On our favorite mountain roads, the E550 Coupe proved a good sport, the traction control light flickering while it tackled tough corners.
Even with this performance technology, the E550 Coupe never becomes hard-core, maintaining the character of a gentleman's sports car. On suitably winding roads to test the car's performance, it proved a lot of fun, with the handling and power working well together, but it does lean a little bit and seems a little too luxurious for the really tough roads. As we slewed through corner after corner, we found great amusement in watching the traction control continually light up.
All of that performance tech is complemented by a considerable amount of cabin tech. This car came with one option, the Premium Package, which added the same hard-drive-based navigation system we previously saw in the , as well as other features. Quick and responsive, the navigation system refreshed its maps quickly, and accurately showed the car's position. It also showed quick responses when we entered destinations, loading a list of points of interest immediately as we searched by inputting a hotel or restaurant name. Likewise, entering in a standard address was satisfying, not forcing us to wait as it loaded city and street names.
The navigation system automatically finds routes around bad traffic, such as shown here.
This navigation system offers many advanced features, too. We were impressed to see Zagat ratings for restaurants, something previously only available in Honda/Acura models. But more impressive was the traffic integration, with traffic flow and incident information displayed on the map. We set the navigation system to use a dynamic route, and it automatically avoided traffic jams, taking us on quicker detours. The only things missing from this navigation system are weather and fuel prices, which are starting to become available from other manufacturers, and text-to-speech, where it reads out the names of streets.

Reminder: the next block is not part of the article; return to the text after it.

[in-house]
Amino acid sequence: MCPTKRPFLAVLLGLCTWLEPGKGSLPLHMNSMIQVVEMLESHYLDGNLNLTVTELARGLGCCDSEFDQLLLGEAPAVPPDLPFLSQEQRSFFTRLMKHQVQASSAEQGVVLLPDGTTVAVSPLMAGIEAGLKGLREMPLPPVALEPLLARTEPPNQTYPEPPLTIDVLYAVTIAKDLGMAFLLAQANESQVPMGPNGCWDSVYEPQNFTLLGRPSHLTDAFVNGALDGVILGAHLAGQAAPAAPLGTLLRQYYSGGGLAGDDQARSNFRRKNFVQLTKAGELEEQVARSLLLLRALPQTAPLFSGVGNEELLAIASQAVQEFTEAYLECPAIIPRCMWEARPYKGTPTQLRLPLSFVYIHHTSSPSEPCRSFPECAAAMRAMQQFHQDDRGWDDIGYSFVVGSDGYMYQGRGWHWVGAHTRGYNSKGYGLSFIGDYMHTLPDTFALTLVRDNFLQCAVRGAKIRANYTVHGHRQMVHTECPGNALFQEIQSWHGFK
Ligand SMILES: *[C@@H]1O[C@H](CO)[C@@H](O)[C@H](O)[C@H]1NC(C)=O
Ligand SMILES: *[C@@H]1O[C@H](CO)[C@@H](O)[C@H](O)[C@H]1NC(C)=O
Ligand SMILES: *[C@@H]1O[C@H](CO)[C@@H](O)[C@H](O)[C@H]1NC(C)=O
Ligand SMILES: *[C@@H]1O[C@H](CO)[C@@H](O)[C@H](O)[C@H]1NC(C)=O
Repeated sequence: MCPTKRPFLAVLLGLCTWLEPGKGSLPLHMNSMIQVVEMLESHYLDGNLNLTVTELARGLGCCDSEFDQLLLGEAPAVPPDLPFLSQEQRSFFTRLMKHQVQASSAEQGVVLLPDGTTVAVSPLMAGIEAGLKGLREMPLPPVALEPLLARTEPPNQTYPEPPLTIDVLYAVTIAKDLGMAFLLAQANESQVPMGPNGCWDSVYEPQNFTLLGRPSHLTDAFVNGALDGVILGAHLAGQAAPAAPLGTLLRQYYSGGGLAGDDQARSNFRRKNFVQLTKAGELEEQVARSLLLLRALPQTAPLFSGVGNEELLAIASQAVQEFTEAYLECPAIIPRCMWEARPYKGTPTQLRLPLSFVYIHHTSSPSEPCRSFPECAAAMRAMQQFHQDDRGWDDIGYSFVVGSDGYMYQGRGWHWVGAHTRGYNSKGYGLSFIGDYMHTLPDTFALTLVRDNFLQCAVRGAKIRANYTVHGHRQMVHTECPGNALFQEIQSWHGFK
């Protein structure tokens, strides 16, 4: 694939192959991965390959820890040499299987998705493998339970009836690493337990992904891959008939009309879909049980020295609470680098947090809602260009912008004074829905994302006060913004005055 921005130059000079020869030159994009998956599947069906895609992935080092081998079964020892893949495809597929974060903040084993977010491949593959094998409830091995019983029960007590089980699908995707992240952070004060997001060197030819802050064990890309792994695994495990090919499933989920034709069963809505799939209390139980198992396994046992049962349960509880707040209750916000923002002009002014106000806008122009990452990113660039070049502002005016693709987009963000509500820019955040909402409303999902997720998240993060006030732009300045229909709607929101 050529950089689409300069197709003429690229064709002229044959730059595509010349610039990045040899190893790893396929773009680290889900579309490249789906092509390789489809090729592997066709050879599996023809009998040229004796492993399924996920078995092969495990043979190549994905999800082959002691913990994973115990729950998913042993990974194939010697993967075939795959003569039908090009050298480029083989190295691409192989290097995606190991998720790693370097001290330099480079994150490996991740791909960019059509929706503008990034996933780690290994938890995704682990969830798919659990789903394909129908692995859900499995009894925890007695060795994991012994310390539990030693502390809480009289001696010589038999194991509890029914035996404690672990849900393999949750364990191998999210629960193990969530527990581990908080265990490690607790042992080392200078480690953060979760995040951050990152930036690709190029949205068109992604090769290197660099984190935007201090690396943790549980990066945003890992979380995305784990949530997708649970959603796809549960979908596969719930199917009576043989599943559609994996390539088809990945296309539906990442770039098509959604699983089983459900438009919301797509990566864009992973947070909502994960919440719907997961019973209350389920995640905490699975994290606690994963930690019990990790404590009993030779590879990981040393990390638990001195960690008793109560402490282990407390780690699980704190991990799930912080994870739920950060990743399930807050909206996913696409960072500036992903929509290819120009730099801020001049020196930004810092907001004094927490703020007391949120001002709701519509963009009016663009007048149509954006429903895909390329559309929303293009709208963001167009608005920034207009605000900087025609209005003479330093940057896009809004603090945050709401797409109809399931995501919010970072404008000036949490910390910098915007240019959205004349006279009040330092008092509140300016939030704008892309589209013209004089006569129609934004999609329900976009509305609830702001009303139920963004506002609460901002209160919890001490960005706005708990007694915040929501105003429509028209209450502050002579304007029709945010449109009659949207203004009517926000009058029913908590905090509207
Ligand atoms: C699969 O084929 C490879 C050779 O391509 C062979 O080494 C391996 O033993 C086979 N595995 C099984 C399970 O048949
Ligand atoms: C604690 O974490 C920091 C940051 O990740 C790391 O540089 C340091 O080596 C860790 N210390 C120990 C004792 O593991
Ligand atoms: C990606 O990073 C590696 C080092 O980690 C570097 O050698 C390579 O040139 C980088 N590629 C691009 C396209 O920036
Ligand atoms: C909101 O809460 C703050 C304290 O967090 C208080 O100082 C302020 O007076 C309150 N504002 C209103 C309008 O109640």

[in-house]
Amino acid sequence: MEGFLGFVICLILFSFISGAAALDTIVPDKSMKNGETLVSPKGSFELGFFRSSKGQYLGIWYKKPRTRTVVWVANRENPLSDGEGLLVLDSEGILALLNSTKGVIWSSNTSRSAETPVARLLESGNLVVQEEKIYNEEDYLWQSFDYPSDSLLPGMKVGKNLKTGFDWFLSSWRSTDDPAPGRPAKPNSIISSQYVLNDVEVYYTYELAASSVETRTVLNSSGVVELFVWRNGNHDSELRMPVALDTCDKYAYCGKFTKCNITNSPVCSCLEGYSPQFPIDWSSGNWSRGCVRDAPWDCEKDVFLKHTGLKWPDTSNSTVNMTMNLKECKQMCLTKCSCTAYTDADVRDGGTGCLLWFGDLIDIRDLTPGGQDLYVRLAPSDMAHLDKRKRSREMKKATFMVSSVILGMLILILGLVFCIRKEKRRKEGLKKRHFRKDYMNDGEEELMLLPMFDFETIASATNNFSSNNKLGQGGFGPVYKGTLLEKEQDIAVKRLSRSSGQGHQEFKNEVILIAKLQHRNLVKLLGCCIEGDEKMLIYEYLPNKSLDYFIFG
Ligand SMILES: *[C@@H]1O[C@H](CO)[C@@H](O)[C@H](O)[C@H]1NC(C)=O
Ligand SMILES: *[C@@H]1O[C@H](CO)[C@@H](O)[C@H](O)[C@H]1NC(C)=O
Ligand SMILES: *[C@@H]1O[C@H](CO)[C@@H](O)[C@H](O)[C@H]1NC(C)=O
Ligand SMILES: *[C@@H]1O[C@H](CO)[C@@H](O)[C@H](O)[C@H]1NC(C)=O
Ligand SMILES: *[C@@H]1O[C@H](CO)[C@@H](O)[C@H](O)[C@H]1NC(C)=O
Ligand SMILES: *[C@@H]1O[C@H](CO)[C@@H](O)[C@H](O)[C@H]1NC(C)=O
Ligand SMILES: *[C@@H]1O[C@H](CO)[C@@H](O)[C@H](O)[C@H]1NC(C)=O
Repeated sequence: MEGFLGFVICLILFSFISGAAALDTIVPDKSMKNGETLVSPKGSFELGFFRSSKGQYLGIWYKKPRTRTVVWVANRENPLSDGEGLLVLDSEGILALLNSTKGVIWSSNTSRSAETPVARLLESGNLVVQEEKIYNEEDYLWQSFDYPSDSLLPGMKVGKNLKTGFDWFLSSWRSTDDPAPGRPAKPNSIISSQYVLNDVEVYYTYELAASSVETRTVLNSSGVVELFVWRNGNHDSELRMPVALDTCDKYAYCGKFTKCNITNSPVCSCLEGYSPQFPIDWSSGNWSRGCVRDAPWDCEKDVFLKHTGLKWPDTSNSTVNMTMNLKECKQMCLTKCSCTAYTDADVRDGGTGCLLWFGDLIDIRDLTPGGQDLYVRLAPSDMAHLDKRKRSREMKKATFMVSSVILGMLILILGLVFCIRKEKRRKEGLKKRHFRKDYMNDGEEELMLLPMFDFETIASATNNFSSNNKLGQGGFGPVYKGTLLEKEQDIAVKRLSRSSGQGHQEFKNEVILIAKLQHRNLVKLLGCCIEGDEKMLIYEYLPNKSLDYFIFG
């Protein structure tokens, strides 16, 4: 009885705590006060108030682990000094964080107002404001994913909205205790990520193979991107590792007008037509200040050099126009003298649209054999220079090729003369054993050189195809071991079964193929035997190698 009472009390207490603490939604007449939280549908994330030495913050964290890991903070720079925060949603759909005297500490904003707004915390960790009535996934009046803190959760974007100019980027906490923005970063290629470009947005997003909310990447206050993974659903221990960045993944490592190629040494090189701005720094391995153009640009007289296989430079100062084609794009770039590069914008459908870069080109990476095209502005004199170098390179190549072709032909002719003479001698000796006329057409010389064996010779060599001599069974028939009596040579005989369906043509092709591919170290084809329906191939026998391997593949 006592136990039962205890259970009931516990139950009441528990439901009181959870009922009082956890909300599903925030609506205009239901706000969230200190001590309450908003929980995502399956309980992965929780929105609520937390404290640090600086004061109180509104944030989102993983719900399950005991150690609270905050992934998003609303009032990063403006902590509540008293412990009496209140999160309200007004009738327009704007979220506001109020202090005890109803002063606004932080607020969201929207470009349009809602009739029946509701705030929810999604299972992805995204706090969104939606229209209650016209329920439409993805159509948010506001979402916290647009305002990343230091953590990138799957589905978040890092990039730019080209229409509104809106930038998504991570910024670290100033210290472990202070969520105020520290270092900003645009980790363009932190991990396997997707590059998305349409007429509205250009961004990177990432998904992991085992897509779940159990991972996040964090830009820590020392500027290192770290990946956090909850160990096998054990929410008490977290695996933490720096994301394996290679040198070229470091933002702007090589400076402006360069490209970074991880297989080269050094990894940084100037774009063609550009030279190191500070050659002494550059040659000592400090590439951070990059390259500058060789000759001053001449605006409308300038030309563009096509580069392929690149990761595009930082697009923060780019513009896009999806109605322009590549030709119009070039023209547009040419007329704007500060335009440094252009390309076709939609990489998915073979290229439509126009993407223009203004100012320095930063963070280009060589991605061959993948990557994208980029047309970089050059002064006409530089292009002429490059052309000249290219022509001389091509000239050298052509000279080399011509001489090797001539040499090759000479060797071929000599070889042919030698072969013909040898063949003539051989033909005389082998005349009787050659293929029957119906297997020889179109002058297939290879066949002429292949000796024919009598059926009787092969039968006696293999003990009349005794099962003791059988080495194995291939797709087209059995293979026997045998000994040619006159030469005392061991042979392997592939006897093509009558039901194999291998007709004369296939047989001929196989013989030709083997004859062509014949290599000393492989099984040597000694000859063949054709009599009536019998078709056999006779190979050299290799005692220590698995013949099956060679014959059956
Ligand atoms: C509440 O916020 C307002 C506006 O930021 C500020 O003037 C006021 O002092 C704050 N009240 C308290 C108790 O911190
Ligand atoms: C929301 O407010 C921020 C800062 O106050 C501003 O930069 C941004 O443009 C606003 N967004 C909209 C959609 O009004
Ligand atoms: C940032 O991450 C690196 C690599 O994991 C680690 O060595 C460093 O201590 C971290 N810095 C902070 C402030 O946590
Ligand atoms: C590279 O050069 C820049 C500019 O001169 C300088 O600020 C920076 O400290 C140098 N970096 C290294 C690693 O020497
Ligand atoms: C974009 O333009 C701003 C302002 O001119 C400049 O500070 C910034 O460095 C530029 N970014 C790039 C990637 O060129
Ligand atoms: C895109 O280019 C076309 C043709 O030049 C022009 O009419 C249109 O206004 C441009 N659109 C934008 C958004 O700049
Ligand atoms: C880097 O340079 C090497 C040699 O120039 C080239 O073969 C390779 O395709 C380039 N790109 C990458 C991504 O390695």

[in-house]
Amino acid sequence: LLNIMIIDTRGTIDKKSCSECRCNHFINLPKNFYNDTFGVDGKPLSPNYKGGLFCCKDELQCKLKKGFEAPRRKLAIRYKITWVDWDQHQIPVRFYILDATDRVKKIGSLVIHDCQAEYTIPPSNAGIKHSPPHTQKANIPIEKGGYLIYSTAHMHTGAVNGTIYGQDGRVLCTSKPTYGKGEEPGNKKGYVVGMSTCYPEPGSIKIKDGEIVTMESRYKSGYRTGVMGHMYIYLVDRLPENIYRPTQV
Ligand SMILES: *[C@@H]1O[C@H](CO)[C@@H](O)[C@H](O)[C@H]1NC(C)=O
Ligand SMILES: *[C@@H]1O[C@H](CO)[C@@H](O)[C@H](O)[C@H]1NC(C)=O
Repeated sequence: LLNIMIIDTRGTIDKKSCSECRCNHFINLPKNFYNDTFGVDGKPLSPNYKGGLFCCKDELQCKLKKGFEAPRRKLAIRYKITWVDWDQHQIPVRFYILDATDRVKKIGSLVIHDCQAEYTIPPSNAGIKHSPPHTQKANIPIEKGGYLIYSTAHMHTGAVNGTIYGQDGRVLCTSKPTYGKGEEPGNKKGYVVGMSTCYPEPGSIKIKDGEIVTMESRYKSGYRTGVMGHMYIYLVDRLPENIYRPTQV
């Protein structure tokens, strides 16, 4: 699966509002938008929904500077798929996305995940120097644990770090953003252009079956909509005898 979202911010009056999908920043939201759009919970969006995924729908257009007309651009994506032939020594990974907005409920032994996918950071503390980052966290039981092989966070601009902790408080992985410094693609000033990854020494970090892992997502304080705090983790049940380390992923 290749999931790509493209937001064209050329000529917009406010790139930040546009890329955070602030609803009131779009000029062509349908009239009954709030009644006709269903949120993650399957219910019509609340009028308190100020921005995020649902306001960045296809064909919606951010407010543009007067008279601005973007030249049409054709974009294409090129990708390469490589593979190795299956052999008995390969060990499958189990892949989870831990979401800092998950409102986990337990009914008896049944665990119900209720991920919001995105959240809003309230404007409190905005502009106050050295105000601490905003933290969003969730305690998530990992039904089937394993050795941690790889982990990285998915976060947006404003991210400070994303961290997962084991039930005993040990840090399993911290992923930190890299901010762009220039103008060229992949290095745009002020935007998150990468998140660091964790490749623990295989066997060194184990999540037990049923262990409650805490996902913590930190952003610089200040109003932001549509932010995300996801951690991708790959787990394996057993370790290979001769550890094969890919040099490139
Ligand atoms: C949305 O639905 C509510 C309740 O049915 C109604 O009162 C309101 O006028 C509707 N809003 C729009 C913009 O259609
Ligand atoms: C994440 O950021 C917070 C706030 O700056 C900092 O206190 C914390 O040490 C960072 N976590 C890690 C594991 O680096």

A Bluetooth phone system comes with the E550 Coupe, and it's actually an upgrade over other Mercedes-Benz models. We paired an iPhone to it, then found the option to download our contact list to the car. On the car's LCD, the phone book uses a very attractive note card design for address entries. With the voice command system, we were able to say the name of anyone in our contact list and have the car call the associated number, an excellent feature we've seen previously on models from Ford, Lexus, and Kia.
The new Bluetooth phone system allows dialing by name with voice command.
Another part of the Premium Package is the upgraded Harmon Kardon audio system, which uses a 610-watt amplifier and 14 speakers around the cabin. Just looking at the speaker arrangement, we were impressed, as there are tweeters on the rear door sills, an area that usually gets left out. There are also the usual A pillar tweeters, door woofers, rear subwoofer, and front center channel, along with a variety of surround speakers. Although we've found Harmon Kardon systems generally very good in other cars, it really takes a big step up in the E550 Coupe. The quality is truly excellent, the Logic 7 system creating a surround effect while instituting clear separation. We could hear individual instruments placed precisely around the cabin, and dig into the many layers of heavily produced electronic recordings. Highs were clear without being shrill, and bass was heavy without being overwhelming.